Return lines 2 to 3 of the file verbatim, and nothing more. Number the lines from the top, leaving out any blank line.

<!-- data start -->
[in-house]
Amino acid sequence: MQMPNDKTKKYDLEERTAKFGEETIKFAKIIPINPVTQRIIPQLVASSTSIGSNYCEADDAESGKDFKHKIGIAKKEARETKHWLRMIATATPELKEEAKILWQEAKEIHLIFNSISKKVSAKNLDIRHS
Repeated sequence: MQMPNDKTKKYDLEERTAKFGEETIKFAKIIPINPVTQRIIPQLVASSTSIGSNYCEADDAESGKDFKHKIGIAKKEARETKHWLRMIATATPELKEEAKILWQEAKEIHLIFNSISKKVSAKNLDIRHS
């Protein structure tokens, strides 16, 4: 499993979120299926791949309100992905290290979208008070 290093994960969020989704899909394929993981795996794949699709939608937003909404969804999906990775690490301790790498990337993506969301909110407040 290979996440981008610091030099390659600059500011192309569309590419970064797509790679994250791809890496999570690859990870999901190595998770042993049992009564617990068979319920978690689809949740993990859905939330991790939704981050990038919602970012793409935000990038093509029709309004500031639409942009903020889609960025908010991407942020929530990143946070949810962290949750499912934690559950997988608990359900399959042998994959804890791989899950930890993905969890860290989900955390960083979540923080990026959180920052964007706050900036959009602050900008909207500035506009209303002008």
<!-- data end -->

Amino acid sequence: MQMPNDKTKKYDLEERTAKFGEETIKFAKIIPINPVTQRIIPQLVASSTSIGSNYCEADDAESGKDFKHKIGIAKKEARETKHWLRMIATATPELKEEAKILWQEAKEIHLIFNSISKKVSAKNLDIRHS
Repeated sequence: MQMPNDKTKKYDLEERTAKFGEETIKFAKIIPINPVTQRIIPQLVASSTSIGSNYCEADDAESGKDFKHKIGIAKKEARETKHWLRMIATATPELKEEAKILWQEAKEIHLIFNSISKKVSAKNLDIRHS